Vietnamese customs authorities are keeping close watch on investment shift from foreign countries, especially China, into Vietnam to prevent product origin fraud and illegal transshipment.
A surge in number of merger and acquisition deals conducted by Chinese firms in Vietnam this year has raised concerns of potential origin frauds, risks of environmental pollution and creating pressure on infrastructure.
Reports from the Ministry of Planning and Investment’s Foreign Investment Agency (FIA) showed that Chinese firms conducted 1,680 transactions to contribute funds to and acquire shares in local firms in the past 11 months, with a combined value of nearly US$686 million. The respective figures in the same period last year were 922 transactions and over US$503 million.
Compared with South Korea, the largest foreign indirect investor in Vietnam, the number of Chinese firms’ transactions came second. However, Chinese investment reported a much higher growth rate of more than 82%, compared with a 48% increase of South Korean investment with 2,570 deals worth US$1.38 billion in Vietnam during the period.
According to experts, increased technological pressure required by the Chinese government has driven Chinese companies to move their low-quality and old-fashioned technology investment to other developing countries, including Vietnam, which would potentially pose risks of environmental pollution and create pressure on the country’s infrastructure.
Especially, they noted, the surge in Chinese indirect investment in the country should be considered a problematic issue amid the US-China trade war. Despite the high number of transactions, the investment value of each transaction is small. Therefore, the experts are concerned that Chinese firms are investing in Vietnam to sell their products in the Vietnamese market and transport their products to Vietnam before shipping them to the United States to evade US punitive tariffs or benefit from free trade agreements that Vietnam has signed.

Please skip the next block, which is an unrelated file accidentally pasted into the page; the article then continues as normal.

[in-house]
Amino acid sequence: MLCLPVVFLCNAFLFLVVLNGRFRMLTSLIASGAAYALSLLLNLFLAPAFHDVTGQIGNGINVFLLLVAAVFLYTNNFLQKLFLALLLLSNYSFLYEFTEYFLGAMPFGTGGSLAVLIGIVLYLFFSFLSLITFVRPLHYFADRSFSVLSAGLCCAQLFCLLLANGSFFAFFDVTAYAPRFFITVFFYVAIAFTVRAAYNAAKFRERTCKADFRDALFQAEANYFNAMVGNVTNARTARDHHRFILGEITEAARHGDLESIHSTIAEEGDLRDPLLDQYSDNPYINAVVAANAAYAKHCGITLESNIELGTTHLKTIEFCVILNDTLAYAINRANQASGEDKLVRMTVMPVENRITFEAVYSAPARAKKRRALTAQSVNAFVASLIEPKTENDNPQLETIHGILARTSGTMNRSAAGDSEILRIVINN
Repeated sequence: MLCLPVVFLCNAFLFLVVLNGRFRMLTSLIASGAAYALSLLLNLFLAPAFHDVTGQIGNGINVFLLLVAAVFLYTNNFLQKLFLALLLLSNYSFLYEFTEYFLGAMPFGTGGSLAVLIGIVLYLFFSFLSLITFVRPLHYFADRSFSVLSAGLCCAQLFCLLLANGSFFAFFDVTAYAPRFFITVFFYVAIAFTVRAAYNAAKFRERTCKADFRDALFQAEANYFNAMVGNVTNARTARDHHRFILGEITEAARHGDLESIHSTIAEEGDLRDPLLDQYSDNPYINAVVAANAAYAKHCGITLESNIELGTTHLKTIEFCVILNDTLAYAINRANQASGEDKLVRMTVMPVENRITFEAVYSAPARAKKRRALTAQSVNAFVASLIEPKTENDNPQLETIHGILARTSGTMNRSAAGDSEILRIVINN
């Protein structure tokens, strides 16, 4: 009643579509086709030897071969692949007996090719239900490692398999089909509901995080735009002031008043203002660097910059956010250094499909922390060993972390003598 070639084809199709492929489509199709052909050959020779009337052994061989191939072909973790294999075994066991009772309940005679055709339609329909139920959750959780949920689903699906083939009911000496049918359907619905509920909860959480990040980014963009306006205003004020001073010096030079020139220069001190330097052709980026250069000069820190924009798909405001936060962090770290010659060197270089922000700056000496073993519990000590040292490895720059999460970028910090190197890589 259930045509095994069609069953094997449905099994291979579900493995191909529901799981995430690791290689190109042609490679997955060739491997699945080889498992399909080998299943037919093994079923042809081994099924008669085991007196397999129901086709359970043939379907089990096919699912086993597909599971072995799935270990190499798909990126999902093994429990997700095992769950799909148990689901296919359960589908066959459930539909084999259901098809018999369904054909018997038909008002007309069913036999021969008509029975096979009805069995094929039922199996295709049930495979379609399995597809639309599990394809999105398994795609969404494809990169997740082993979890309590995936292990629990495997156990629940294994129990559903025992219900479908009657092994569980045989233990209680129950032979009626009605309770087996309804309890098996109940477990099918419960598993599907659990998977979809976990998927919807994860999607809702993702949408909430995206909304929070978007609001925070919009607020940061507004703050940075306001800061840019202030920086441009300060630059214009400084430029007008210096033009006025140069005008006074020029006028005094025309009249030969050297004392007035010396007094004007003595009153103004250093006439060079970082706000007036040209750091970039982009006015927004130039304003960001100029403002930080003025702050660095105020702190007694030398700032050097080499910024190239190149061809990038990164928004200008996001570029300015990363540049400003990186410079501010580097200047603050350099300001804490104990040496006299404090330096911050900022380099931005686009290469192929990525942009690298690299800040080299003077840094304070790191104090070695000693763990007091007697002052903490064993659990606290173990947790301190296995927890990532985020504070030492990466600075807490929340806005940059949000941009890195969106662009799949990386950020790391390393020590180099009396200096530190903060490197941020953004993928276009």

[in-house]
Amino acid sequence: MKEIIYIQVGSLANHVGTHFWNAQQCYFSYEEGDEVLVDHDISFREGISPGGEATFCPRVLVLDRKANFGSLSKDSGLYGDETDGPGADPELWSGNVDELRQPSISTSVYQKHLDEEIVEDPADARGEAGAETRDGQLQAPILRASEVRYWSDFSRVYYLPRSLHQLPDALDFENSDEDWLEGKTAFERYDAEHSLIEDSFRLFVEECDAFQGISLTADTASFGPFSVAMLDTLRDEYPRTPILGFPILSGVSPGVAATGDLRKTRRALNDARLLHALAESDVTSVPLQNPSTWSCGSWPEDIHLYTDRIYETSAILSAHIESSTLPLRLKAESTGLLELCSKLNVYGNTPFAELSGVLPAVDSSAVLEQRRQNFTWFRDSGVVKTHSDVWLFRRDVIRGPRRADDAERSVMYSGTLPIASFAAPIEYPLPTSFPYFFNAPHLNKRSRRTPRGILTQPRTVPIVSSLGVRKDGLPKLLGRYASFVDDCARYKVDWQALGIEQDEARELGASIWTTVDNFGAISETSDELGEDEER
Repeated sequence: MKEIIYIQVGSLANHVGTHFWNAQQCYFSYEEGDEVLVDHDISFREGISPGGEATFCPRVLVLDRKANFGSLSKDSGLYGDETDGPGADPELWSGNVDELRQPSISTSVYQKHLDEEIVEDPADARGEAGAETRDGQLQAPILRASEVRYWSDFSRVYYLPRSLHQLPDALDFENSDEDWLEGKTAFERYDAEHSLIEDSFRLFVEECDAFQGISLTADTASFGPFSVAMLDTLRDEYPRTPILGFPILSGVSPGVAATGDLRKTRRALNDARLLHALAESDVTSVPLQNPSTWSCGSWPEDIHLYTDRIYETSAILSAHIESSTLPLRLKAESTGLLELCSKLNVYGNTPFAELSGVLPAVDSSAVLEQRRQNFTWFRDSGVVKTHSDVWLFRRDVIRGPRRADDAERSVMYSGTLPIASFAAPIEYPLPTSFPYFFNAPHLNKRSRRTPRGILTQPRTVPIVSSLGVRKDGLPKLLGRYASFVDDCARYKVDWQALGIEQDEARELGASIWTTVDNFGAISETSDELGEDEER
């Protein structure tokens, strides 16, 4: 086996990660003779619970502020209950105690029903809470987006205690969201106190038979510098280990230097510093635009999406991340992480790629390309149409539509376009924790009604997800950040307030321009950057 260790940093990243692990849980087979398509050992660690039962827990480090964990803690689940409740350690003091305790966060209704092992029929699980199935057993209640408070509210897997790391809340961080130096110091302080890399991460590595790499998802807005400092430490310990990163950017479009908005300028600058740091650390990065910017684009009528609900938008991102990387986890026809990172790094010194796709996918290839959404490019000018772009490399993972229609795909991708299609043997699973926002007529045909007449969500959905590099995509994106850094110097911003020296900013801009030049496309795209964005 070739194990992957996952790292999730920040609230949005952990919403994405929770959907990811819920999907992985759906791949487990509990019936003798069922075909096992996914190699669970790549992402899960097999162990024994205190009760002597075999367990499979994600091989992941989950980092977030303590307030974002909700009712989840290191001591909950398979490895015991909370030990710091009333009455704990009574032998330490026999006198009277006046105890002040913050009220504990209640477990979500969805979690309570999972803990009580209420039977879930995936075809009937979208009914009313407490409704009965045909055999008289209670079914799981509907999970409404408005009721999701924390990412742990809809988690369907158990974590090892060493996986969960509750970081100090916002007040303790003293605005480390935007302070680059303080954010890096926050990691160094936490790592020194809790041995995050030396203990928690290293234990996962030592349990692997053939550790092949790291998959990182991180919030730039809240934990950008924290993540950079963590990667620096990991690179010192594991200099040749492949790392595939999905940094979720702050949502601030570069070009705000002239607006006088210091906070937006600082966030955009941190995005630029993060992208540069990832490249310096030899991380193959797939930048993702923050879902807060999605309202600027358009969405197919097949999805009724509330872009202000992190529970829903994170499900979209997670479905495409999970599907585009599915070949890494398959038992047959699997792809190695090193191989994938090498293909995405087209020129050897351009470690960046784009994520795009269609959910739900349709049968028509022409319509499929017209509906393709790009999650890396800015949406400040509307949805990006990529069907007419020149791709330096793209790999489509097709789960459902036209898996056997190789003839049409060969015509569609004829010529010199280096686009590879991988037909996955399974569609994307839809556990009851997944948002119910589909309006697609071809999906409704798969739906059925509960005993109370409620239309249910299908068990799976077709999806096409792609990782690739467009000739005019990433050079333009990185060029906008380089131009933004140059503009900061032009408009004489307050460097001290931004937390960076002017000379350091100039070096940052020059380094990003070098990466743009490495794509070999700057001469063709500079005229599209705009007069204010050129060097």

Nguyen Mai, chairman of the Association of Foreign Invested Enterprises, said that China is a country that exports a lot of raw materials to Vietnam. Therefore, it is not ruled out that they invest in manufacturing in Vietnam to get the origin of goods to take advantage of tariff benefits from the free trade agreements Vietnam has signed with other countries.
It was reported that Vietnam earned US$217 billion from exports in the first 10 months of this year, up 7.4% year-on-year. Notably, the growth rate of exports to the United States was reportedly four times higher than the average growth rate of Vietnam’s exports to other markets.
Experts and representatives of associations have so far also warned that Vietnam’s exports will face severe damage if origin fraud is not contained.
Nguyen Noi, deputy director of the Foreign Investment Agency, said that regarding the issue of Chinese firms investing in Vietnam to avoid high tariffs from the US, the Ministry of Planning and Investment (MPI) is unable to make an official conclusion. However, he noted, when the US imposes high customs duties on some Chinese goods, investors will shift to Asia, including Vietnam, as it is a very attractive investment destination.
Noi said that Vietnam will receive only good investment projects and limit low quality ones. The country will consider carefully preventing projects forging origin or causing bad impacts on the environment.
“This issue has been mentioned by the MPI in a project to improve the efficiency of attracting foreign investment,” Noi said, adding low quality projects will be scrutinized and its prevention is likely to be included in the draft amendments of the Investment Law.
According to Au Anh Tuan, director of Customs Control and Supervision Department under General Department of Vietnam Customs, Vietnamese customs authorities are keeping close watch on investment shift from foreign countries, especially China, into Vietnam to prevent product origin fraud and illegal transshipment.
By Anh Hong @ Hanoi Times